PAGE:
The difficulty of this process is that you can significantly overestimate your strength. A task that seems easy raises many questions, which are solved by many years of work experience. Therefore, if you have a lot of time and resources, you should accept this path.
Violation of 3 main principles of blockchain in WEB3
So let’s take a breath now and look at the current security challenges in the WEB3 world from an infrastructure perspective.
The fundamental principles of blockchain are
- lack of trust
But does it work in practice? Take a look at the most popular dApp architecture.
We can see that users on the front-end are sending requests to JSON-RPC providers (this could be Infura, Alchemy, Quicknode, etc.).
So the requests are routed to a shared environment where we have no control over the data transformation in the API gateway, caching engine, blockchain nodes, or anything else.
And this is where the first problem arises because a shared environment means that many users, bots and hackers in particular, work in the same environment. This is a true black box for the developer that attracts too much attention from attackers.
Well, this approach contradicts the 3 principles of WEB3 because:
- Centralizes access to the Blockchain, passing everything through a shared environment;
- It’s not transparent: we can’t verify responses from that API;
- Therefore, it cannot be called true mistrust as the security problems of such infrastructure are simply based on trust. See for yourself in the following diagram.
The second problem is that the infrastructure version described allows man-in-the-middle attacksthat criminals use regularly.
The following services can be attacked:
- Domain registrars or DNS
- JSON-RPC Providers
- Any third-party add-on services
A self-hosted cluster of blockchain nodes is the only solution
But is there a solution? Yes: locale configured.
First, it uses a self-hosted cluster of blockchain nodes. All nodes are initialized from the official genesis and synchronized via p2p. This ensures data consistency.
Nodes need to be regularly updated with reduced snapshots to run as efficiently as possible. The ideal solution is to automatically create new nodes from the reduced snapshot when zoomed. If you seed the node from scratch, this approach allows you to get a new node in 30 minutes instead of several days.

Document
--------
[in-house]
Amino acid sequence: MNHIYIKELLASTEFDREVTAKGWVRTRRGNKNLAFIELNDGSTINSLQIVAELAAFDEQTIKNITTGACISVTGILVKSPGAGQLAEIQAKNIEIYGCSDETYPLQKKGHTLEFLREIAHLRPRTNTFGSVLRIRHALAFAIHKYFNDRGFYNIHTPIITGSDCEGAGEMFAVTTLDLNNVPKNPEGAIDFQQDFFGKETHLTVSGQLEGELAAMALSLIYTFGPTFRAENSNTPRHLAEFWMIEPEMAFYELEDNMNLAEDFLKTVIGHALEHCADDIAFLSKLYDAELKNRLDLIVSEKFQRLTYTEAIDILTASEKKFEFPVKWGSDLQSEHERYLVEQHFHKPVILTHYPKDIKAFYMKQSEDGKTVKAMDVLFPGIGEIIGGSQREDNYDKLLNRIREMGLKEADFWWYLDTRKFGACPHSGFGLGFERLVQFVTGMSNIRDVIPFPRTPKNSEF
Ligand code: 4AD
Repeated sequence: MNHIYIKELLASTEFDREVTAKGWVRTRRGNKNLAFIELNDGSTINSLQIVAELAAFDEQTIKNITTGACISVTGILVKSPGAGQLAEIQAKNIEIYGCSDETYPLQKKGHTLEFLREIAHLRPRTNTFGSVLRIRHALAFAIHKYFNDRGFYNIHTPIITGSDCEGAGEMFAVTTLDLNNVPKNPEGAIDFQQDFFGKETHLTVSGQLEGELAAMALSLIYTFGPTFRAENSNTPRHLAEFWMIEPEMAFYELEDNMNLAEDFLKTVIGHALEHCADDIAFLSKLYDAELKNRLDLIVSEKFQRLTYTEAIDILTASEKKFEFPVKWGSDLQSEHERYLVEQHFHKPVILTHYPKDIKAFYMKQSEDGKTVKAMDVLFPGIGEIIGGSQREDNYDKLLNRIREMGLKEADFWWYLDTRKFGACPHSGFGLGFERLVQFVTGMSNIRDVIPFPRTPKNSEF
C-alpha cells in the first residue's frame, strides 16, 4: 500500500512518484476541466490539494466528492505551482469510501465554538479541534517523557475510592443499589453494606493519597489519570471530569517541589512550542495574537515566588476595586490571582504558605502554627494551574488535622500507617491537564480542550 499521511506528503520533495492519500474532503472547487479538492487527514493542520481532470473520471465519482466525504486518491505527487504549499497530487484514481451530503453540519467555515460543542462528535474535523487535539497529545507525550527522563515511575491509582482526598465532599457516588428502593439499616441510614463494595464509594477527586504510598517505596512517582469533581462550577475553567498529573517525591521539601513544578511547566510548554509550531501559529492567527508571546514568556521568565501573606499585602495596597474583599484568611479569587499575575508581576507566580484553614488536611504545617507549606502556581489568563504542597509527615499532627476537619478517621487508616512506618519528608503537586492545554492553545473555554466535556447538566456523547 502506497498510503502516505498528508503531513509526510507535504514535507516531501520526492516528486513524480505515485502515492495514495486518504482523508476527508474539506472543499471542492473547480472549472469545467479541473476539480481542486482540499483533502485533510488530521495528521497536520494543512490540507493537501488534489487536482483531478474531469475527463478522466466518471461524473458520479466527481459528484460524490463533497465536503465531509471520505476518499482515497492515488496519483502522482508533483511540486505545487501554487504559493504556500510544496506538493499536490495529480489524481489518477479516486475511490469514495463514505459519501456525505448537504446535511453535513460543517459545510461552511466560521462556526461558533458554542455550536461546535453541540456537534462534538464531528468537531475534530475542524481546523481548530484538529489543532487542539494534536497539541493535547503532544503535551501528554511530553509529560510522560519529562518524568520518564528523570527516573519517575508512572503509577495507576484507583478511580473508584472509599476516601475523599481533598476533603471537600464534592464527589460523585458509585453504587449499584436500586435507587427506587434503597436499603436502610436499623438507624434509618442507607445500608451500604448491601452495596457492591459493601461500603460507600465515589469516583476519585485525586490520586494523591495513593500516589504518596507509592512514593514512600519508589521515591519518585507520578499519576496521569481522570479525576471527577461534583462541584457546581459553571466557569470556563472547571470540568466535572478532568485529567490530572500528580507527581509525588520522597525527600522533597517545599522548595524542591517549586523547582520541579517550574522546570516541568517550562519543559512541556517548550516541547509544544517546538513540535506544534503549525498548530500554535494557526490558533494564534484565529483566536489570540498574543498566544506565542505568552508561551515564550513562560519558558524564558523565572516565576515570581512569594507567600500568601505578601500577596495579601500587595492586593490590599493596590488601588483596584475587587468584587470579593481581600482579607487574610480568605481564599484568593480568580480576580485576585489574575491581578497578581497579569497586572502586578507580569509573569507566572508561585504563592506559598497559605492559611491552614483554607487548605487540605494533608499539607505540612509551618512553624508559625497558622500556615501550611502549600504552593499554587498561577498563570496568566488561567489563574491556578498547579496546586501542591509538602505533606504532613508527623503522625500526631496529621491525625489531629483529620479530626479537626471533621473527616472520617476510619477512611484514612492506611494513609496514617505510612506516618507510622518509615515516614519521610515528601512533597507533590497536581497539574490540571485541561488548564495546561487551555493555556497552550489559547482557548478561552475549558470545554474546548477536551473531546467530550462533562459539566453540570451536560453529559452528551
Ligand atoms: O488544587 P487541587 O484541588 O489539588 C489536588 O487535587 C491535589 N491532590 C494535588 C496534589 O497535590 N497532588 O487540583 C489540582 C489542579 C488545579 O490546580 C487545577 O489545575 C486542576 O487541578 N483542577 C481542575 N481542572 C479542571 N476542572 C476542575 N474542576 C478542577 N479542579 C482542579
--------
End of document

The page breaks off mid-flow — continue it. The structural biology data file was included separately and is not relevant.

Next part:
Another critical point is the automatic updating of the blockchain software after its release; this can also be done. The main thing is to create a snapshot with the new version (as it can sometimes require some data operations, which can take time), and then the new nodes should automatically start with the new snapshot and updated software.
Below is an infrastructure diagram that solves most of the problems described.
It is also important to monitor the synchronization status and exclude those nodes that are behind the upstream. This can be done, for example, with the help of health checks.
Besides the fact that access can be limited by IP address, it’s worth mentioning that the old JWT token can protect against domain registration or DNS attacks. The JWT token is easily integrated into web3js and other libraries and should be implemented on the API gateway side of our blockchain cluster.
In this way, we make the blockchain endpoint secure and decentralized.
Web3 is still in its early stages. But the race for decentralization has already begun. And you’ll see that the most secure applications are likely to be the ones that use the most innovative and open source approaches.
And therefore you should not ignore the basic principles of WEB3 because then your newly created dApp will not provide security to other participants. The only option currently available is aof geographically distributed blockchain nodes.
Co-Founder and CTO at and